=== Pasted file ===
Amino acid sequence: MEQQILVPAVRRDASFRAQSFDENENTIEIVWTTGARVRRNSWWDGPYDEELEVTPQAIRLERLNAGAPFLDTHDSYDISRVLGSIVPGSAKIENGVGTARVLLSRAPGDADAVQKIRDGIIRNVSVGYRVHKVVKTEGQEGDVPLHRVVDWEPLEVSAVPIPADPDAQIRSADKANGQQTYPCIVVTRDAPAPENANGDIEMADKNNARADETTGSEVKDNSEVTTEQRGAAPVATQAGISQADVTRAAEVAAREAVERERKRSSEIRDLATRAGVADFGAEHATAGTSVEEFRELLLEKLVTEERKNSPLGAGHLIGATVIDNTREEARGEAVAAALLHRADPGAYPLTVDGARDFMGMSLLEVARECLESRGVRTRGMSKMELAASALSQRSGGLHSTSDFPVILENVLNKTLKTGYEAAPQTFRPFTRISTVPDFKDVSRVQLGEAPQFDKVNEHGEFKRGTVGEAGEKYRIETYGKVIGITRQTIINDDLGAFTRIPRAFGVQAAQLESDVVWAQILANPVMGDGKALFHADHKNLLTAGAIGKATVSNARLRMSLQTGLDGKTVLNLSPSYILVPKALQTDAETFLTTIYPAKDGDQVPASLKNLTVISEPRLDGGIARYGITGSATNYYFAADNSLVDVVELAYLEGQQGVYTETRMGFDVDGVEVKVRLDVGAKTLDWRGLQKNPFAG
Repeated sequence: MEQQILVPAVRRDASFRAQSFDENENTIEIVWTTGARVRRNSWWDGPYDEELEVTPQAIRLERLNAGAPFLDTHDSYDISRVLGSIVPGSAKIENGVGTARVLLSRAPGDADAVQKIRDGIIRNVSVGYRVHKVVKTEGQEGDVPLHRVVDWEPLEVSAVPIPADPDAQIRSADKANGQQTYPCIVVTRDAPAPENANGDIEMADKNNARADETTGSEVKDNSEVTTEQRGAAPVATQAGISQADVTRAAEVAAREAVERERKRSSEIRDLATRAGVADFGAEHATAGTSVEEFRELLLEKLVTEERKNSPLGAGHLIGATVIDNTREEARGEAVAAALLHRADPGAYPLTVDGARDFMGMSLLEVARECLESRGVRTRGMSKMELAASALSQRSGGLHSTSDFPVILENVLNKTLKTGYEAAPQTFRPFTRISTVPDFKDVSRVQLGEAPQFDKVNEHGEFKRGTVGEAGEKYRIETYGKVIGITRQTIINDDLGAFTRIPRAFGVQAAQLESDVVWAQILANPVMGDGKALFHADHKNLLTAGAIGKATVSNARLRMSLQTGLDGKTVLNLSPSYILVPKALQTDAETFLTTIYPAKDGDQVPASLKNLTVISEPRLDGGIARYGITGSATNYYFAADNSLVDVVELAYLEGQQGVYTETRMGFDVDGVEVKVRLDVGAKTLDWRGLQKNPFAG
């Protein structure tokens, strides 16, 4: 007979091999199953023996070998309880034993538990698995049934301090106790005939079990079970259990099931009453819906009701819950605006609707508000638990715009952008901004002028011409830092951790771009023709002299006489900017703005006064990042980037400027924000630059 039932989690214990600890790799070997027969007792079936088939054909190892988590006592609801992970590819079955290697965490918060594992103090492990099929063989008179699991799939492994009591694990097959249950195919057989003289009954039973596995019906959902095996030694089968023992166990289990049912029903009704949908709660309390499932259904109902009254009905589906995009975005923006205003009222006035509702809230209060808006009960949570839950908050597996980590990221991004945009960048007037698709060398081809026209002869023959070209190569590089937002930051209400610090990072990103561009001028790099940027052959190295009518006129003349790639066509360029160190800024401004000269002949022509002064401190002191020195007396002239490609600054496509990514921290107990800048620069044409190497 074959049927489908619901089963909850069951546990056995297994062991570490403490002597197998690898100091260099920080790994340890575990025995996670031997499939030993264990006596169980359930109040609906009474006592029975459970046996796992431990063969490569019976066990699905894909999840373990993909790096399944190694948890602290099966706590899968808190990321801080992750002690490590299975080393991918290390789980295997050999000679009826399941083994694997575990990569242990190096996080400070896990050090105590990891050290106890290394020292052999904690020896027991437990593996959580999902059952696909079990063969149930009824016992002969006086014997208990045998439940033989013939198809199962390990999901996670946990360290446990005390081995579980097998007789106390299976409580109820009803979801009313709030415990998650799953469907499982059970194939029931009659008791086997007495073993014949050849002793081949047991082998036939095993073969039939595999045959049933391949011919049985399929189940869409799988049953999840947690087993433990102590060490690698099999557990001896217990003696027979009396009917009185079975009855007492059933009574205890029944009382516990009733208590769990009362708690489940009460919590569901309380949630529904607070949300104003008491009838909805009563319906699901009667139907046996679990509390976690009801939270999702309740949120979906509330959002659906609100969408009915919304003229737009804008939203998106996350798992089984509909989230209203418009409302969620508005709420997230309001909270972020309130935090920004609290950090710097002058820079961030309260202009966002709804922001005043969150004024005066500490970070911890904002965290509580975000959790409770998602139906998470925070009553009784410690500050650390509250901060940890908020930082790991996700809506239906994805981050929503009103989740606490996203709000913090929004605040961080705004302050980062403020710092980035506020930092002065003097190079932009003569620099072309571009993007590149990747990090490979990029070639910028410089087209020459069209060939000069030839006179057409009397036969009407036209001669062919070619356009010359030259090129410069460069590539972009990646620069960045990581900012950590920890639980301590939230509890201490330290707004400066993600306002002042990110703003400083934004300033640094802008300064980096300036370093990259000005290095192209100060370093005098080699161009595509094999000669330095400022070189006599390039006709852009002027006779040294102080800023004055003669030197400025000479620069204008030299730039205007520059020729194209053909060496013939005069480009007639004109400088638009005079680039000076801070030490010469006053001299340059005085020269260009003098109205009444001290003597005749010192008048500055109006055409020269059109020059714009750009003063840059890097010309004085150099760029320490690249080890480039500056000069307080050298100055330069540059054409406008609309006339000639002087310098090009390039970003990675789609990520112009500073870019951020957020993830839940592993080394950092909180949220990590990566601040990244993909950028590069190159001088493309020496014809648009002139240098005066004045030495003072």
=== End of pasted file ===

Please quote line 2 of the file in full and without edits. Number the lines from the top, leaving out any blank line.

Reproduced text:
Repeated sequence: MEQQILVPAVRRDASFRAQSFDENENTIEIVWTTGARVRRNSWWDGPYDEELEVTPQAIRLERLNAGAPFLDTHDSYDISRVLGSIVPGSAKIENGVGTARVLLSRAPGDADAVQKIRDGIIRNVSVGYRVHKVVKTEGQEGDVPLHRVVDWEPLEVSAVPIPADPDAQIRSADKANGQQTYPCIVVTRDAPAPENANGDIEMADKNNARADETTGSEVKDNSEVTTEQRGAAPVATQAGISQADVTRAAEVAAREAVERERKRSSEIRDLATRAGVADFGAEHATAGTSVEEFRELLLEKLVTEERKNSPLGAGHLIGATVIDNTREEARGEAVAAALLHRADPGAYPLTVDGARDFMGMSLLEVARECLESRGVRTRGMSKMELAASALSQRSGGLHSTSDFPVILENVLNKTLKTGYEAAPQTFRPFTRISTVPDFKDVSRVQLGEAPQFDKVNEHGEFKRGTVGEAGEKYRIETYGKVIGITRQTIINDDLGAFTRIPRAFGVQAAQLESDVVWAQILANPVMGDGKALFHADHKNLLTAGAIGKATVSNARLRMSLQTGLDGKTVLNLSPSYILVPKALQTDAETFLTTIYPAKDGDQVPASLKNLTVISEPRLDGGIARYGITGSATNYYFAADNSLVDVVELAYLEGQQGVYTETRMGFDVDGVEVKVRLDVGAKTLDWRGLQKNPFAG